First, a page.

A Choir Sings Out Loud and StrongCulture Watch
Bruce Chadwick lectures on history and film at Rutgers University in New Jersey. He also teaches writing at New Jersey City University. He holds his PhD from Rutgers and was a former editor for the New York Daily News. Mr. Chadwick can be reached at email@example.com.
The Charles R. Drew Prep School has been graduating gifted music majors for fifty years. It opened when the Vietnam was raging in Southeast Asia. Throughout all of those years, and all of its headmasters, it has maintained its prestige mainly because of its well-known choir, made up of some of the most skilled singers in America. Year after year, the boys would graduate after four years of superior singing and studies to enroll at America’s very best colleges.
This year all hell breaks loose behind the ivy-covered walls of Drew. Gay boys in the choir fight with each other and the straight singers, too. Jealousies and hatreds rise to the surface. One talented singer, Pharus, insists that he is better than everybody else and struts across the stage all night. The problems are so great that a teacher is brought in to teach ‘creative thinking’ in an effort to restore calm to the choir and he fails at this job. What to do?
The play, that opened last week at The Samuel J. Friedman Theater in New York, is the story of eight singers - seven African Americans and a white boy, David, who has a fascination with Biblical heritage - an overly strong fascination. They sing together, they argue together and they make amends together in this very impressive play with soaring music and singing written by Tarell Alvin McCraney.
The play is a roller coaster of emotions and says a lot about youth history and racial history and in many new ways. As an example, there is a marvelous discussion between the boys over what slave era African American songs meant to the slaves in the 1850s and what they mean to African Americans today. Did the lyrics cry out for an escape from bondage then and now or were they just lyrics and nothing more?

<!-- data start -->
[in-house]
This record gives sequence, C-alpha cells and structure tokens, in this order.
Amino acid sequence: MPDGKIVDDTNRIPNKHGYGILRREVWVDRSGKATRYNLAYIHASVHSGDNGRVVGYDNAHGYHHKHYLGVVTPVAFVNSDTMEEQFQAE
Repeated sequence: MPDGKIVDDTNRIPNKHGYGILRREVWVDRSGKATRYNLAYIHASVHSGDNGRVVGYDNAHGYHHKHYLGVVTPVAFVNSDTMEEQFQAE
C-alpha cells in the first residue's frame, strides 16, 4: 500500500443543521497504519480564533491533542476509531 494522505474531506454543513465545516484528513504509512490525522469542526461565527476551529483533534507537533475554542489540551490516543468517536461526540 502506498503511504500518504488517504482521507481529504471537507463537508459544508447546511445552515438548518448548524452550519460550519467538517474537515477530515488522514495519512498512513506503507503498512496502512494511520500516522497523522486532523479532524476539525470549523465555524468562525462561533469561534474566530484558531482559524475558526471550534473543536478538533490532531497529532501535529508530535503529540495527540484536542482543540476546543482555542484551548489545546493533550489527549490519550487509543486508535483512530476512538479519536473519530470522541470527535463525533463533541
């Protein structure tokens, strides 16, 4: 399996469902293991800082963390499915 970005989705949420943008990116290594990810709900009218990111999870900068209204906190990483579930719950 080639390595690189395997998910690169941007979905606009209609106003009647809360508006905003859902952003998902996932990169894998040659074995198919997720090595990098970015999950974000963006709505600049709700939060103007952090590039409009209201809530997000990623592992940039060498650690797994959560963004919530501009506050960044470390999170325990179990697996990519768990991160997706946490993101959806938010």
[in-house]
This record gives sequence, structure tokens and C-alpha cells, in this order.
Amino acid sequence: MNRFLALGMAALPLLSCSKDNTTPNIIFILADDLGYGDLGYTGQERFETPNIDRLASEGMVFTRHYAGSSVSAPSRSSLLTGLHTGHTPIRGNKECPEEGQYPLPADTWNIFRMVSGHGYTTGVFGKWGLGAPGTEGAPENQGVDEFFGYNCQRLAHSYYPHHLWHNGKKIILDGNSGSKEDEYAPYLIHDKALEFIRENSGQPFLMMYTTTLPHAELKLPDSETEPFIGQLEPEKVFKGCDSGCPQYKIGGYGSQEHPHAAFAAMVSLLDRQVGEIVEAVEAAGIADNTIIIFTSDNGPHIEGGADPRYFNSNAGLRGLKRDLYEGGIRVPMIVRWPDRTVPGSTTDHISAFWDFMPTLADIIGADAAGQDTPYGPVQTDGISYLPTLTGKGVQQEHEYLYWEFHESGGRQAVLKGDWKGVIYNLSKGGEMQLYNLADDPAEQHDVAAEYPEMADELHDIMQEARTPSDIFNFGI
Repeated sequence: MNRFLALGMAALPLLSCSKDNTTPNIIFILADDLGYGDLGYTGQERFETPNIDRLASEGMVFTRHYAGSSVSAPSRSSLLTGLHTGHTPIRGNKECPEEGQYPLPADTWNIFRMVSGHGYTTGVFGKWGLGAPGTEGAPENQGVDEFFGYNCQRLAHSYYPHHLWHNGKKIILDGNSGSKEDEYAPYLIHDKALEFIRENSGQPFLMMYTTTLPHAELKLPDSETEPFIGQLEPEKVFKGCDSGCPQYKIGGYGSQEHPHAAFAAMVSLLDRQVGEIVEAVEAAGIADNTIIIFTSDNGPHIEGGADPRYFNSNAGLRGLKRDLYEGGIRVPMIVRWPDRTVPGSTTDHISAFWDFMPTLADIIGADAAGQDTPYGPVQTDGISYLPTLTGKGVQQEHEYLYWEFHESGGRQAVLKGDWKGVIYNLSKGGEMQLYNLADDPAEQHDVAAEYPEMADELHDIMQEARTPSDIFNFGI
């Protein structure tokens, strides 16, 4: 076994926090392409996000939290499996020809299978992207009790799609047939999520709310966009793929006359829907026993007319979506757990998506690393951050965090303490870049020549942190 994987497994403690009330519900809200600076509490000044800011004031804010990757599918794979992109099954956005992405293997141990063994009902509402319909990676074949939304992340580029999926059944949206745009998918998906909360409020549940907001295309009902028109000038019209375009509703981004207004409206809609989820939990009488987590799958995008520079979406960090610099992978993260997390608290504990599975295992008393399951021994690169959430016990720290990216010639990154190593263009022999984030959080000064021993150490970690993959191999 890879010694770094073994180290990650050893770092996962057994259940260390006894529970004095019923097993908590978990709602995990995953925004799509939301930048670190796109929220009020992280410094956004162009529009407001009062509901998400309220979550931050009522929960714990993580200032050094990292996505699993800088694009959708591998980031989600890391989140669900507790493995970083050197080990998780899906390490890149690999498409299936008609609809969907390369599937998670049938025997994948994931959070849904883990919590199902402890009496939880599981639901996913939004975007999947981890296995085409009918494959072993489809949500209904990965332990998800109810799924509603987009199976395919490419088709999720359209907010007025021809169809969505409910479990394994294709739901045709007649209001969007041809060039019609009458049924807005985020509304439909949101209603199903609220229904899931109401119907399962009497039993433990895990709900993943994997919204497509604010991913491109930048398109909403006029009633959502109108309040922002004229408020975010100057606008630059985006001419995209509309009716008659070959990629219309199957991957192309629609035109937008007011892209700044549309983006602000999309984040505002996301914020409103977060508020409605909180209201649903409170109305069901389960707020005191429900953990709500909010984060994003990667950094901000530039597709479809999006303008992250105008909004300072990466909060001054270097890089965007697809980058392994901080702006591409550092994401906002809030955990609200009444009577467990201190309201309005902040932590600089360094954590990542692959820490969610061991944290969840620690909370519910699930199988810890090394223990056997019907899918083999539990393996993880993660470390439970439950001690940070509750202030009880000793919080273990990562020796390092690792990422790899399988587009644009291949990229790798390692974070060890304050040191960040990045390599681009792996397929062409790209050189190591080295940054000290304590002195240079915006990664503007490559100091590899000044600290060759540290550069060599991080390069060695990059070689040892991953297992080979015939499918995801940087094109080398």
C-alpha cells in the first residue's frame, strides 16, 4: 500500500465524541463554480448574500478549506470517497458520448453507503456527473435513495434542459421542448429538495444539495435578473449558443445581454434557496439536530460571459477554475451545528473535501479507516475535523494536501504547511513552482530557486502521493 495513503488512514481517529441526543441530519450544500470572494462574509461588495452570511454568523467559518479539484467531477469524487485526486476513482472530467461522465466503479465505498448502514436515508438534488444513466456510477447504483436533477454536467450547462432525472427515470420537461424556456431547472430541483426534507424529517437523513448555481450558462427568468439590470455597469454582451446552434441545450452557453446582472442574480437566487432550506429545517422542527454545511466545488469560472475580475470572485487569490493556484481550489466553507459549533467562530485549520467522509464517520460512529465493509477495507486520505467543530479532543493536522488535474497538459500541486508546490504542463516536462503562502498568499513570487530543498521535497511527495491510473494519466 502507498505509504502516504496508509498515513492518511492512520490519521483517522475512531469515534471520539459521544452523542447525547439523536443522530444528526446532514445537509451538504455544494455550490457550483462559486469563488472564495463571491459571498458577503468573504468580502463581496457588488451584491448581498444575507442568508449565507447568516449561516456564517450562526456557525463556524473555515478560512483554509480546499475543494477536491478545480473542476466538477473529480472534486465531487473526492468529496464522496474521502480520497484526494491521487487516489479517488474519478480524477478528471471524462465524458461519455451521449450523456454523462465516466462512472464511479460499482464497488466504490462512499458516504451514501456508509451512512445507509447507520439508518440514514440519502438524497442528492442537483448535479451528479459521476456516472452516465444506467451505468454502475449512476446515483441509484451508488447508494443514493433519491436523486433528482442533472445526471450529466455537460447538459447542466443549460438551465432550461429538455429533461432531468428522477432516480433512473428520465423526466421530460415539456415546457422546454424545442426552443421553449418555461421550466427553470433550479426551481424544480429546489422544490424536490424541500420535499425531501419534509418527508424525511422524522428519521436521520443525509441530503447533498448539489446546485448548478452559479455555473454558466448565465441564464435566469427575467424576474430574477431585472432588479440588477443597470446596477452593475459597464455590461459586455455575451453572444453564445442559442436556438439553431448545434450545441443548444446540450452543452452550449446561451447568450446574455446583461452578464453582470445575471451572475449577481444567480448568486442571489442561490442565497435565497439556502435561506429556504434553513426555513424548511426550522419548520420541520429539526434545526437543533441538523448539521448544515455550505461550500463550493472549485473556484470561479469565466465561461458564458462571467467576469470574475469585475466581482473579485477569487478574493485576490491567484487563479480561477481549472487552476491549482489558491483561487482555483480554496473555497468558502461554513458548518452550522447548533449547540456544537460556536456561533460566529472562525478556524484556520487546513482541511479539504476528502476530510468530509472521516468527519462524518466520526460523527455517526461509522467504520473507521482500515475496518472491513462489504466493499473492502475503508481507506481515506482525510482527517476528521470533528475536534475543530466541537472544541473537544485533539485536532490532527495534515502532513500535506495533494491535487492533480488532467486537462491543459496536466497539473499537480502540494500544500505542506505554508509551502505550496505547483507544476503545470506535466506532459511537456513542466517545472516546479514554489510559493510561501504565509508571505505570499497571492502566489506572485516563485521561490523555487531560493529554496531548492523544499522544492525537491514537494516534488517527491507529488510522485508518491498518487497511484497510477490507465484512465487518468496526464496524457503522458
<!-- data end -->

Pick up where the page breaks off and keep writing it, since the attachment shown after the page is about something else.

The highlight of the play is a searing argument over the ‘n’ word. The old, white creative thinking professor flies into a rage when one African American boy uses the word in yelling at another African American. The white professor tells them that they don’t know their history and the great struggle that has been going on for racial equality for hundreds of years.
The richness of the play, that also has some sharp humor, is not any one scene or one actor, though. It is the choreography by Camille A. Brown and the choir’s joyous singing of music by Jason Michael Webb. It is one of the best choreographed plays I have ever seen and the choreography is really, really different. The conclusion of each song brings joyous roars from the audience.
Choir Boy could be a drama about any prep school, or any high school, in America. It is about teenage boys growing up between classes amid a myriad of racial and sexual tension. In the end, too, these teenagers who thought school and life was so easy, are confronted with the severe penalties they have to pay for their behavior.
Director Trip Cullman has done a wonderful job of telling a taut drama full of angst and hope and, at the same time, weaving in the song and dance numbers. The result is a very pleasing show. He gets fine work from his performers -- Chuck Cooper as the headmaster, John Clay III as Anthony, Nicholas Ashe aa Junior, Caleb Eberhardt as Davis, the only white singer, and J. Quinton Johnson as Bobby. The extraordinarily gifted Jeremy Pope plays Pharus. He is a wonder as both a singer and actor and a young man struggling with his homosexuality.
Veteran actor/director Austin Pendleton is sensational as the old white professor.
The play has some minor problems. The plot is a bit choppy and you must pay careful attention to the story as it unfolds. There does not seem to be a strong reason to bring in the white teacher. There are pieces of the story that are left out. You never learn, as an example, whether this is a prep school that has a choir or a music school whose choir is an important part of the program. You are told that the white kid has to keep his grads up to stay in school but that the others, for some reason, do not. It is stressed that they are “legacies,” or students whose parents attended the school, and that are safe no matter what they do (that’s not really true. The sex in the play comes and goes and you are not sure of peoples’ relationships and how they developed until late in the play.
Even so, Choir Boy is a powerful drama about the coming of age of a group of superbly talented and at the same time supremely distraught young men.
It is a song to remember.
PRODUCTION: The play is produced by the Manhattan Theatre Club. Scenic and Costume Design: David Zinn, Lighting” Peter Kaczorowski, Fight Direction: Thomas Schall, Music Director: Jason Michael Webb, Sound: Fitz Patton. The play is choreographed by Camille A. Brown and directed by Trip Cullman. It runs through February 24.
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